Q:

What does the aorta do?

A:

Quick Answer

The aorta is the biggest artery in the body, and it carries and distributes oxygen-rich blood to other arteries, says Regina Bailey on About Biology. It arises from the heart’s left ventricle, forms an arch and branches off into two smaller arteries in the abdomen.

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Full Answer

The aorta’s walls have three layers, which are the tunica intima, the tunica media and the tunica adventitia, states Bailey. These layers consist of connective tissue and elastic fibers, which enable the aorta to stretch to avoid over-expansion because of the pressure exerted by blood flow on the walls.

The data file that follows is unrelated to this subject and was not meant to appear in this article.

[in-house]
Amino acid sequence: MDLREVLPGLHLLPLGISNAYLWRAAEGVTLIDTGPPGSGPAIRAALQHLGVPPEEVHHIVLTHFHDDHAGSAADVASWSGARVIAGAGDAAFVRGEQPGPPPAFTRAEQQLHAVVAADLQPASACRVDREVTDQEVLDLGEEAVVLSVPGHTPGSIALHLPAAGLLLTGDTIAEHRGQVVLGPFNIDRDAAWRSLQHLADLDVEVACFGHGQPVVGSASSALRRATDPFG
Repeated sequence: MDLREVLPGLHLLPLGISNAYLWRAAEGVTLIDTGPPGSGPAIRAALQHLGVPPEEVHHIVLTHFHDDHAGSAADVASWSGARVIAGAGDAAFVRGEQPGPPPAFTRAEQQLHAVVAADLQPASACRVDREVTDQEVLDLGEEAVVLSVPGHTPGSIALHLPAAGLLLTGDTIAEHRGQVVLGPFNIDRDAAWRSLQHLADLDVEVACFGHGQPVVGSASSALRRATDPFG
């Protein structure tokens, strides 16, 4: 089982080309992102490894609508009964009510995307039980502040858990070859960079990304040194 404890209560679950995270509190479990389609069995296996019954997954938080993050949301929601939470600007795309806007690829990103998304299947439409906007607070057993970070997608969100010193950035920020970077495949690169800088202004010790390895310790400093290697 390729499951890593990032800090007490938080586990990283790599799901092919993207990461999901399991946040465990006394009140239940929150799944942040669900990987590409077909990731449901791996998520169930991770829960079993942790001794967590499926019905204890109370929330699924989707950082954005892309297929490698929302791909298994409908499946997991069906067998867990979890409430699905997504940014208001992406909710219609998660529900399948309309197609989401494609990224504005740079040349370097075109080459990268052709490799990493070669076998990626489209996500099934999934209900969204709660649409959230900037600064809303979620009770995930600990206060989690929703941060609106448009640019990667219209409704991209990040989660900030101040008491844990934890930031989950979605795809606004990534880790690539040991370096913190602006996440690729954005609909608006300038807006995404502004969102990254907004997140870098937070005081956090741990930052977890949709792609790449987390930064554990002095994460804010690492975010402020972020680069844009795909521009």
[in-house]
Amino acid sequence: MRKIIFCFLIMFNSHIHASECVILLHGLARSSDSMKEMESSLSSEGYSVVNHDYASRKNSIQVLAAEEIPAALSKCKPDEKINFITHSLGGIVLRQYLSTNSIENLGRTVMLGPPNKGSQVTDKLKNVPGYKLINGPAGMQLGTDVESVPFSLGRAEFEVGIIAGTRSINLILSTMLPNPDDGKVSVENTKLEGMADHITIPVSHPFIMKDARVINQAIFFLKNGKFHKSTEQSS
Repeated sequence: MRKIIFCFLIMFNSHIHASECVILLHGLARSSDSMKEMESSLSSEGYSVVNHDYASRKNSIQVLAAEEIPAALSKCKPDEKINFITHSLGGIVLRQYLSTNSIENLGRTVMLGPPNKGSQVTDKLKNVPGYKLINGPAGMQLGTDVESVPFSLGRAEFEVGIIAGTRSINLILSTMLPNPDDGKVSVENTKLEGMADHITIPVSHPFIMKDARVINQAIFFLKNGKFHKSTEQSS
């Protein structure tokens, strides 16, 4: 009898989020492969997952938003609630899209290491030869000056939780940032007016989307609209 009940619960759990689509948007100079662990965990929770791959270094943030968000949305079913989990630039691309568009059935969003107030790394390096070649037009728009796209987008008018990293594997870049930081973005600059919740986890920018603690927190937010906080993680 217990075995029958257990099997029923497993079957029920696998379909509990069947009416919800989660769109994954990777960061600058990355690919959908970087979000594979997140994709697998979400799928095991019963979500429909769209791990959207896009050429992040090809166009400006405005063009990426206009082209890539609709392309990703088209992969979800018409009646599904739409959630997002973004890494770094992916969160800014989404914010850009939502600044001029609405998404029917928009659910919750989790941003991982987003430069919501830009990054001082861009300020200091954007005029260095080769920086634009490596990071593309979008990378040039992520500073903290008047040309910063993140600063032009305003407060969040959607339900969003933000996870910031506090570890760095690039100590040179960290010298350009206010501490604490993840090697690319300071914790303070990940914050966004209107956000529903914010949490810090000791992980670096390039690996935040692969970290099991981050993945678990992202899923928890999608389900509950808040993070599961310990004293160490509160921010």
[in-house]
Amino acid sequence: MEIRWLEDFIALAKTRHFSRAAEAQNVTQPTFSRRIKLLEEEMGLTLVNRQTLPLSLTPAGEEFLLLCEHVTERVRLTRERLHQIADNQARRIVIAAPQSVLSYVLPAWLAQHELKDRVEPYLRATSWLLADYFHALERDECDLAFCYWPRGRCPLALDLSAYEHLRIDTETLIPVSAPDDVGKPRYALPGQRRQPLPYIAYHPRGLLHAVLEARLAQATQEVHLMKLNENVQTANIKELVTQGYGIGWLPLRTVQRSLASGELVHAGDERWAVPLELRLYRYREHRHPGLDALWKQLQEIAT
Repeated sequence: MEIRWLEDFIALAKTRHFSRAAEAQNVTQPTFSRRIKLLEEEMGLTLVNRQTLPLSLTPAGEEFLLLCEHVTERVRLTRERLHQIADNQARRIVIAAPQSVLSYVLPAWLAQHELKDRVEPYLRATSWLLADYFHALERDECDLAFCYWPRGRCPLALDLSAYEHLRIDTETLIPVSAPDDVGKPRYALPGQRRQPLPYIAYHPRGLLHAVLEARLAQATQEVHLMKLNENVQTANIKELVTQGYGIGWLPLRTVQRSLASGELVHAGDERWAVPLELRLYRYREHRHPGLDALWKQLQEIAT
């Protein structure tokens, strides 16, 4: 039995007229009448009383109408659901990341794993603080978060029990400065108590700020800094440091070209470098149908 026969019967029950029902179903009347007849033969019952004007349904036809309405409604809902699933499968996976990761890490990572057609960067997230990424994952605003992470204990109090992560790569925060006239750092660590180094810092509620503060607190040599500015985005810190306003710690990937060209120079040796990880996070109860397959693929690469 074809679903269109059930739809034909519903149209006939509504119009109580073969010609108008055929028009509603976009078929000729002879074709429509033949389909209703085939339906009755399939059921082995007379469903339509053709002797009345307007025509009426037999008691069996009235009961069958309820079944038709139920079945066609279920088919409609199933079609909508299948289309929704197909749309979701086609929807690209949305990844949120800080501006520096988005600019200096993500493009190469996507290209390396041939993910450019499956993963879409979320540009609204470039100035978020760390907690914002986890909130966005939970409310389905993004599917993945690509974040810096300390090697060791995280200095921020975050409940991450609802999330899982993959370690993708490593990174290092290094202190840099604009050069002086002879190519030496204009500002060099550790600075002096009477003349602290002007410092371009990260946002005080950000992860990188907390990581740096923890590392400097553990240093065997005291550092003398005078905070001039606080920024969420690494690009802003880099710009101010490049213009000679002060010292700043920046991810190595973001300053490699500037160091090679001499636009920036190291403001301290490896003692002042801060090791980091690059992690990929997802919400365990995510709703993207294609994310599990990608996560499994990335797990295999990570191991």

The aorta is a tube that is 1 inch in diameter and around 1 foot in length, according to WebMD. It starts at the top of the left ventricle, which is the muscular pumping chamber of the heart. The heart pumps blood into the aorta via the aortic valve. The aortic valve has three leaflets which open and close with every heartbeat to allow one-way blood flow.

The ascending aorta, one of the aorta’s sections, rises up from the heart and is around 2 inches long, explains WebMD. The aortic arch gives rise to branches that carry blood to the neck, arms and head. The descending thoracic aorta has small branches that bring blood to the ribs and several chest structures, while the abdominal aorta supplies blood to most of the body’s major organs.

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